Abdul Razak Ali Artan was sitting outside Mendenhall Laboratory before his class on Aug. 23. It was his first day on campus as an Ohio State student. He was sitting alone, staring intently into the distance, when Kevin Stankiewicz approached him.
Stankiewicz, third-year in journalism and Oller Reporter for The Lantern, was working on a weekly print feature in The Lantern called Humans of Ohio State. The feature is modeled after blogger-photographer Brandon Stanton’s “Humans of New York,” in which he interviews and photographs strangers, posting their portraits and snippets of the interview on his blog and social media.
Artan, who identified himself to The Lantern in August as Abdul Razak Artan, was the first subject of Humans of Ohio State when it became a weekly feature this year. On Monday, Artan was identified as the one who attacked OSU students with a vehicle and knife before being shot and killed by police. News outlets have since picked up and shared the Humans of Ohio State feature on Artan.
In the feature, Artan expressed fears over praying on his new campus.
“He was very scared to go out to pray,” Stankiewicz said. “On the Oval, on the first day, he didn’t know what the climate was like here. Paraphrasing, but he specifically mentioned he was afraid someone might shoot him. He just didn’t know if anyone would be intimidated.”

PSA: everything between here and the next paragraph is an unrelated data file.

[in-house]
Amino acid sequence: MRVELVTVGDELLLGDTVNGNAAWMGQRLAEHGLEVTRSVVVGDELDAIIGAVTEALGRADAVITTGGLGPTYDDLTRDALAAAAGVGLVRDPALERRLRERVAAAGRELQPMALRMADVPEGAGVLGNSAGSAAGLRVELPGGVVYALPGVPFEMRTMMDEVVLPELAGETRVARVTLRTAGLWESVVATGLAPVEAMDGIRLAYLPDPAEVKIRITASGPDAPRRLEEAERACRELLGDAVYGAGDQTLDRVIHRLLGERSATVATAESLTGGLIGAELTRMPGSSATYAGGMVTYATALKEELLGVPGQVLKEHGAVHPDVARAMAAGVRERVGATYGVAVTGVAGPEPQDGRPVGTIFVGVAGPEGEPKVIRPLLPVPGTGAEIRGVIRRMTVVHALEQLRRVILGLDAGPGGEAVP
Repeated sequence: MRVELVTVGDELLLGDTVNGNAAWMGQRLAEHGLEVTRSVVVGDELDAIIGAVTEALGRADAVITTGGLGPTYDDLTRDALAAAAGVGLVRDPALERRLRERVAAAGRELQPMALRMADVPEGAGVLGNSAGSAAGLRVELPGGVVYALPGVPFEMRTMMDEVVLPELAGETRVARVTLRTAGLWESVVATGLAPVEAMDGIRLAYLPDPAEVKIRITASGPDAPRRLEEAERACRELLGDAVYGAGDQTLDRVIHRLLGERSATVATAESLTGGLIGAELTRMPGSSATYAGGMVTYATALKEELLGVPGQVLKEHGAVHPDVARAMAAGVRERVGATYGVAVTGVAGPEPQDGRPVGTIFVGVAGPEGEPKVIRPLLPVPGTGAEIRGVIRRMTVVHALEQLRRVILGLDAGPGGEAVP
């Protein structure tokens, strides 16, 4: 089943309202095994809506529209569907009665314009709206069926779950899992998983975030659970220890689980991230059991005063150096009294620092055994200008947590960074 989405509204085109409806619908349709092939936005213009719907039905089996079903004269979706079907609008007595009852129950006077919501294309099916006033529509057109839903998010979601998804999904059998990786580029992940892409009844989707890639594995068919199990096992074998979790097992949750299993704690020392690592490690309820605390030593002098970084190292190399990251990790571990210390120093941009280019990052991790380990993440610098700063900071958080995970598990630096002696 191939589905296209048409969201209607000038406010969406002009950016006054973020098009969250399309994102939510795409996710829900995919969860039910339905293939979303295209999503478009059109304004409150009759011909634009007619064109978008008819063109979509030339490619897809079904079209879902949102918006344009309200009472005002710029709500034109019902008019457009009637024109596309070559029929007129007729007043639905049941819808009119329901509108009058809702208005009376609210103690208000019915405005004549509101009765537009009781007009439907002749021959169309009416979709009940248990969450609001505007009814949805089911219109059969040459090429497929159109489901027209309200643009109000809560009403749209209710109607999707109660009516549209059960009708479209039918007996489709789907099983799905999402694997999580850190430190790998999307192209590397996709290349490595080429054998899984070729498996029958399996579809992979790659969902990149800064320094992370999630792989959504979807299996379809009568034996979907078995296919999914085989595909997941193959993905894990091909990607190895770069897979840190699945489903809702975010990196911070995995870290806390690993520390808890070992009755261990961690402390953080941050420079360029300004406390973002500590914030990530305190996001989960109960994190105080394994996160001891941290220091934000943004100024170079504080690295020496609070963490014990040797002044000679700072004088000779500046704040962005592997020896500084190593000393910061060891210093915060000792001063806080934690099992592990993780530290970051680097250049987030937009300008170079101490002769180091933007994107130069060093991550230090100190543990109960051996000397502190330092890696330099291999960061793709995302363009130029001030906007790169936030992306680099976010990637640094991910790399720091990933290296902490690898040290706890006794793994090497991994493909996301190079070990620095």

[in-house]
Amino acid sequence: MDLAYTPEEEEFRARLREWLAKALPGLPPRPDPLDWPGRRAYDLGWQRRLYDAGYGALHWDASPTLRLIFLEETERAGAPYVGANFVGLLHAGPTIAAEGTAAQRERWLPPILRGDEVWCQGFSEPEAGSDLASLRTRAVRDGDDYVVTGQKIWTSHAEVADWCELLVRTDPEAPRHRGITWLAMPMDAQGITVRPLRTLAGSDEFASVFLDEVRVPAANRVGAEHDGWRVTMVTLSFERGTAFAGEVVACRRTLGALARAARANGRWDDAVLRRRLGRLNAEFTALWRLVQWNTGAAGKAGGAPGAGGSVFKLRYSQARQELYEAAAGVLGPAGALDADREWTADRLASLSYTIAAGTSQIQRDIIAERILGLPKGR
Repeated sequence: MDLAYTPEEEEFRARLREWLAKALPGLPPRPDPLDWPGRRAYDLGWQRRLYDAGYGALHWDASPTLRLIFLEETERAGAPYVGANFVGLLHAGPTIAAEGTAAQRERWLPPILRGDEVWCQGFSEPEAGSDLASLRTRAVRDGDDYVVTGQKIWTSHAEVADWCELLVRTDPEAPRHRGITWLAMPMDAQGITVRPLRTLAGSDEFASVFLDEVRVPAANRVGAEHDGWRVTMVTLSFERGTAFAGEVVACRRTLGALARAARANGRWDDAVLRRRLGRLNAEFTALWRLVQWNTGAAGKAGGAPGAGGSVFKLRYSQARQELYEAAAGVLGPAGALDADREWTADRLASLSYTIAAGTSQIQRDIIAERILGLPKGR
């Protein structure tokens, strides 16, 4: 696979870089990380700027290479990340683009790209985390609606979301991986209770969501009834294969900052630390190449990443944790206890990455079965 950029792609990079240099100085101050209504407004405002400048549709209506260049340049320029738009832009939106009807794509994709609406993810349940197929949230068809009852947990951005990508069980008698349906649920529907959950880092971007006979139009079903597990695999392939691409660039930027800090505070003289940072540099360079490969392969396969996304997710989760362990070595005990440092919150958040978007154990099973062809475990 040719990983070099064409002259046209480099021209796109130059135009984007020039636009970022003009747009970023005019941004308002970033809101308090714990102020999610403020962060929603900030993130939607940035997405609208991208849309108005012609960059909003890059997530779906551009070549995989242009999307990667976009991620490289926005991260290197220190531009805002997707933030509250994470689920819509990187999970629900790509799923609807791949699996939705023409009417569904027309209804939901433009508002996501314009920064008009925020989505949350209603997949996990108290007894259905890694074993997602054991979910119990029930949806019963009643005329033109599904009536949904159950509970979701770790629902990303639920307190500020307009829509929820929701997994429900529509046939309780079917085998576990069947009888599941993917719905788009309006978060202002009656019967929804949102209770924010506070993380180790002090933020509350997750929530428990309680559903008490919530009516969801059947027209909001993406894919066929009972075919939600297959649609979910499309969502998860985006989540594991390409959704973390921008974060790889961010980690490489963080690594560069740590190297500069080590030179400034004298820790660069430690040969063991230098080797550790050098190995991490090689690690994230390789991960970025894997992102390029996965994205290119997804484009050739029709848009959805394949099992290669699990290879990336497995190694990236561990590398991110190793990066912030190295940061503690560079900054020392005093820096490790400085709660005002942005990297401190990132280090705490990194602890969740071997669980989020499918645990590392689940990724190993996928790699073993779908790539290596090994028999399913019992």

Stankiewicz said Artan came across as genuine and nice. In the interview, Artan listed several instances of Islamophobia that Muslims and refugees have experienced.
“I don’t know what was in his heart, he spoke really softly,” Stankiewicz said. “He did not seem angry.”
Stankiewicz said he was interested in the Humans of Ohio State feature because it shared people’s stories and encouraged empathy.
“We really don’t know enough about each other,” Stankiewicz said.
Hannah Herner — editor of The Lantern’s Arts&Life section, which features the Humans of Ohio State series — echoed Stankiewicz’s sentiments.
“When I was wanting to do (Humans of Ohio State) this fall, I was hoping people would see a familiar face and want to pick up the paper and read it,” said Herner, a fourth-year in journalism. “But there’s also a lot of different people at OSU, and I think that’s the benefit of being at a large university like this. There’s a lot of different people here, and you can relate to them on some level.”
Herner said the format of the feature can be especially powerful.
“(Readers) might not read a whole story, which has real people in it saying real things,” she said. “But when it’s people in their own words saying their own piece, they seem to really respond.”
Artan’s motive remains unknown, but the Humans of Ohio State feature shed some light on his mindset earlier this semester.
“I don’t know what and where and when and why and how, but something happened between Aug. 23 and now,” Stankiewicz said. “A lot of people are injured, and I don’t know what happened.”